David Andrews writes:
The Tudor garden at Cressing Temple, Essex. A Friends Group formed
The great medieval barns at Cressing Temple have been dominant features of the landscape of this part of central Essex for 800 years. This was one of the most valuable manors of the Knights Templar, and later the Hospitallers when the Templars were suppressed in 1312, and the barns are witness to their agricultural enterprise and the technical skill of their carpenters. It was here that Cecil Hewett carried out some of his early studies on medieval carpentry, and argued that they were much older than previously thought. His theories have been supported by tree-ring dating, which shows the Barley Barn to be the oldest known timber barn, built between 1235-50.
The importance of the barns was the motivation for Essex County Council to buy them when the estate was sold in 1987. But the county acquired much more than just the barns. There was farmhouse, farm buildings and a walled garden. The two initial tasks were to understand and research what they now owned, and to carry out necessary repairs. The third was to explain and display the site as a heritage attraction for the people of Essex. When in their turn the Hospitallers in England were dissolved at the Reformation, the manor was acquired by Sir John Smyth and remained in his family until 1657. The Smyths replaced the Templars timber hall and stone chambers with a great brick mansion of the sort typical of the Tudor period. In the 18th century, a later non-resident owner rented the estate to a farmer and the house was taken down brick and has totally disappeared, though its site has been excavated.
All that remains of this period of Tudor splendour is the walled garden which stood behind the mansion. Originally a pleasure garden, it had later been used as a kitchen garden. This was an asset that cried out for something to be made of it, and so the idea was born of creating a new Tudor garden which would become one of the attractions of the site. An archaeological excavation to identify any remains of the original garden was not very informative, but did show that there had been a raised brick terrace along one side of it, and brick paving round parts of its perimeter. The new garden was designed by John Hunter and Martin Wakelin, both sadly no longer with us. It was based on an accurate study of gardens of the period, and included no features or plants which would have been introduced after 1600. A timber viewing platform on one partially reconstructed the original brick terrace. It looks over a knot garden towards the focal structure of the garden, a brick fountain with four spouts representing the four rivers of paradise. From the fountain a rill leads to a still pool. To one side of the knot garden is the arbour or covered walkway covered with climbing plants. The rest of the garden is divided into compartments typical of the period, including a nosegay garden with scented plants, beds with medicinal herbs, a potager or formal vegetable garden, and a flowery mead.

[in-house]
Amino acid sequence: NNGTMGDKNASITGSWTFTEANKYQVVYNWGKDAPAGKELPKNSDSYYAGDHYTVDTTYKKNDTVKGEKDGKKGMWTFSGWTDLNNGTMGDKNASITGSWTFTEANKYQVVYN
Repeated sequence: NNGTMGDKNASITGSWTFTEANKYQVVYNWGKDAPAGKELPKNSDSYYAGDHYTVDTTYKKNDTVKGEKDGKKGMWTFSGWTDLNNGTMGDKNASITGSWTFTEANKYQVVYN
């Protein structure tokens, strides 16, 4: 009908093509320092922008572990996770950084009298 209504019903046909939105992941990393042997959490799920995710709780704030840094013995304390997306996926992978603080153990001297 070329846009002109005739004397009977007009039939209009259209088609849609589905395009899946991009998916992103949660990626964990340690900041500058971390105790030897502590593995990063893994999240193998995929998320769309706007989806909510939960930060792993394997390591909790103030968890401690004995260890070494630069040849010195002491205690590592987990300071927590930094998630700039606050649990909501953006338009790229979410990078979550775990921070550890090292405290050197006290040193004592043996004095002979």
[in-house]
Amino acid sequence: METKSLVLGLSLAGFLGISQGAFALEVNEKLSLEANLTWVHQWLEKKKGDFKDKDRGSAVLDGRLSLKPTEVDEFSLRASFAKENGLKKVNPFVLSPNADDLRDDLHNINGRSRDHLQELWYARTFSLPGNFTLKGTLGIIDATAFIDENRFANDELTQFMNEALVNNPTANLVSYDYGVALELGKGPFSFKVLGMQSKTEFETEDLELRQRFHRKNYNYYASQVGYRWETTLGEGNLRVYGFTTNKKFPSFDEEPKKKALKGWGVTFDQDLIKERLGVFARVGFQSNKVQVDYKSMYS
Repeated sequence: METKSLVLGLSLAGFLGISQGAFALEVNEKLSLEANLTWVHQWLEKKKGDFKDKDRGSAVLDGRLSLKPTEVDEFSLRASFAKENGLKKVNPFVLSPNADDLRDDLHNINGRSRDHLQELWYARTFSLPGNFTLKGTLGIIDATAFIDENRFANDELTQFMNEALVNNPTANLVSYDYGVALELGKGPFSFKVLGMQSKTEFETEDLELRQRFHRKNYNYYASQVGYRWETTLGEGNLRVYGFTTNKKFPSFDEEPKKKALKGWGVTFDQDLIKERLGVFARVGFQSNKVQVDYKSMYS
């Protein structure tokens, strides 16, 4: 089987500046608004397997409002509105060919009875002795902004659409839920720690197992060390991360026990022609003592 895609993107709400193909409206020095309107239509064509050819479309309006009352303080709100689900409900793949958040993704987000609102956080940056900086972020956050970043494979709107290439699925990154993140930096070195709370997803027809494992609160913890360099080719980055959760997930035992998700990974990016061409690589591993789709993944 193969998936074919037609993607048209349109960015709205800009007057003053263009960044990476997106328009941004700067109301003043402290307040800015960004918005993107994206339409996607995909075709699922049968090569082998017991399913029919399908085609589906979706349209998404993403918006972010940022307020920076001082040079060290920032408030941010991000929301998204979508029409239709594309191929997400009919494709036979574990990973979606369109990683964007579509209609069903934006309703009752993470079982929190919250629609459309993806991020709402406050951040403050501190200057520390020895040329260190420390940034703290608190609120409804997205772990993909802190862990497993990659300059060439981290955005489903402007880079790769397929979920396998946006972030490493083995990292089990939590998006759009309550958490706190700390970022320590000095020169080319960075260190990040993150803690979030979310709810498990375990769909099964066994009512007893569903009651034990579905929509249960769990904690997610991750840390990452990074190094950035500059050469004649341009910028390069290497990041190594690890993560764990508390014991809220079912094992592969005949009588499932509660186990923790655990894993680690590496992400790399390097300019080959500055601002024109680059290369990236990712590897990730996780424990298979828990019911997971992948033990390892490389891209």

The garden was a considerable achievement, unique in the county and probably East Anglia, and has been popular with the public. However, in the straitened economic circumstances of the last few years, maintenance has become an issue, prompting an initiative, sponsored by the Essex Gardens Trust, to set up a Friends Group. The County Council has welcomed this development and approved a constitution, which envisages the group working to promote the gardens, to generate funds, and provide practical help through volunteering.
For more information on Cressing Temple, go to www.cressingtemple.co.uk.
For information about the Friends of Cressing Temple Gardens, contact David Andrews (firstname.lastname@example.org) or Christine Barrett (email@example.com).